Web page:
In extension winter meetings, one of the major discussion topics on soybean diseases was sudden death syndrome (SDS) management because this disease was widespread during the past growing season. Many producers are concerned about the risk of this disease in the 2003 growing season and have asked about effective management practices.
Early planting and disease risk
Last winter was mild and temperatures were warm earlier in the spring than usual; thus, many producers planted early. Early planting, however, was one reason that SDS was prevalent. Infections by the SDS pathogen are favored by cool soil temperatures and high soil moisture. Early planted soybean will probably be exposed to a longer period in cool soil that later planted soybean. A study by Iowa State University shows that the lower the soil temperatures, the higher the incidence of infection by the SDS pathogen. In spring, wet soil also is associated with lower soil temperatures; thus, management of soil moisture levels can reduce disease risk.
An increased risk for SDS with early planting does not mean you have to delay planting. For example, if you have eight soybean fields and one had SDS previously, design a planting schedule in which the SDS-infested field is planted last. A few days difference should reduce SDS risk greatly. In central to southern Iowa, I rarely detected or was informed of fields that were planted after May 15 experiencing severe SDS. Almost all fields I visited for SDS problems were planted in the first week of May or in late April.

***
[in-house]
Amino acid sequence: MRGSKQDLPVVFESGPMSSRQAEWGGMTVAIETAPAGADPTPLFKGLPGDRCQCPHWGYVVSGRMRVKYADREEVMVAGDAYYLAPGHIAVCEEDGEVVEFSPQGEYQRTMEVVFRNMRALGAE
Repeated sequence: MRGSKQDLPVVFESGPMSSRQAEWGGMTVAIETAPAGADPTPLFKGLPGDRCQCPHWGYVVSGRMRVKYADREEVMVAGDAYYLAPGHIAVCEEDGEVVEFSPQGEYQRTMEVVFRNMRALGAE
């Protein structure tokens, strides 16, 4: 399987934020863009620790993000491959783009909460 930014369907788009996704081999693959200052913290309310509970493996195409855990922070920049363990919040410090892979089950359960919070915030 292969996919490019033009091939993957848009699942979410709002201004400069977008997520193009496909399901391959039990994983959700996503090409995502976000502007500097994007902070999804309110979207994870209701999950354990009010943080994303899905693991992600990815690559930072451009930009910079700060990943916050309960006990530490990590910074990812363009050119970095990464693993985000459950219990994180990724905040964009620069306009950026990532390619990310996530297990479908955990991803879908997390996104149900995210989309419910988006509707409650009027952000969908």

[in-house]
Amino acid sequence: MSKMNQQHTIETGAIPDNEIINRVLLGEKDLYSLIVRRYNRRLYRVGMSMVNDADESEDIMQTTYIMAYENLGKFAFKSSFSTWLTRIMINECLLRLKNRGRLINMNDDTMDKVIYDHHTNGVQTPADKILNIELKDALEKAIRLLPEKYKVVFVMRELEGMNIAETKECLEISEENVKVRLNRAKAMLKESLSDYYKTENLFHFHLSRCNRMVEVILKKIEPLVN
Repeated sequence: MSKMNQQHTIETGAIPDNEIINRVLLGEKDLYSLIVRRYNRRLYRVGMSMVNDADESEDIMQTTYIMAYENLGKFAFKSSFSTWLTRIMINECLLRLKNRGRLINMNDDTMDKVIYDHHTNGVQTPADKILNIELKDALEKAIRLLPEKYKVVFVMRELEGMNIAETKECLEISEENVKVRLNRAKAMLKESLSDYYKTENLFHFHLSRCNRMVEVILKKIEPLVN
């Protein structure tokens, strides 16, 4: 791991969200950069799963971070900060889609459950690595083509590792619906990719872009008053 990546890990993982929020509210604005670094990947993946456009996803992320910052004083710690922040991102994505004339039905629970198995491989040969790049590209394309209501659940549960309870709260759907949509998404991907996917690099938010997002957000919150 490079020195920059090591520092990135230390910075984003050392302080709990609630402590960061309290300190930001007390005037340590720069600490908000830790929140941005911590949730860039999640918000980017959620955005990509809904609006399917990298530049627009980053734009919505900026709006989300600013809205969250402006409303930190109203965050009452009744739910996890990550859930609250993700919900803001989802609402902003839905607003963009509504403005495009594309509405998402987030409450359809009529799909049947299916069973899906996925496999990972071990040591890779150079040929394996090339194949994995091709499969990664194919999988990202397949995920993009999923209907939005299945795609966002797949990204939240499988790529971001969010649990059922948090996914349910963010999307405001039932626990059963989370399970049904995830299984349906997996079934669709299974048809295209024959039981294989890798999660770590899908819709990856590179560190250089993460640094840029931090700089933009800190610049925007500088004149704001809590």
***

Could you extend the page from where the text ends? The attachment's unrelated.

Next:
Tillage has been shown to reduce SDS disease risk in two ways. First, tilled land has higher soil temperatures and lower moisture compared with no-till land. Second, because the SDS fungus infects and grows in soybean roots, the fungus spreads vertically in soil only in the root zone, especially in no-till fields. Because SDS risk is high when pathogen populations are high, tillage operations in long-term no-till fields help change pathogen distribution in the soil profile, and therefore reduce disease risk.
Effects of rotation
The SDS fungus can survive for a very long time in the absence of soybean. Minimal information is available on the effectiveness of crop rotation in reducing SDS risk. Observations suggest that SDS risk remains high after several years of corn.
Advances have been made in the development of SDS resistance, and many resistant varieties are available in commercial production. However, resistance genes that produce symptom-free response have not been found. Available resistant varieties have some disease symptoms. Despite many years of research, no gene producing immune (disease-free) response has been found.
Spread of SDS
With the widespread occurrence of SDS recently, it is not surprising to find the pathogen in soybean fields in eastern and central Iowa. For most production fields, the issue is how widespread the pathogen is rather than whether the fungus is present or absent. Producers should take management steps to avoid enlargement of diseased patches. The SDS pathogen has the same means of dispersal as soybean cyst nematodes (for example, passive movement in soil, tillage, and running water) and reduced tillage helps minimize the spread of the SDS pathogen.
This article originally appeared on pages 1-2 of the IC-490 (1) -- January 21, 2003 issue.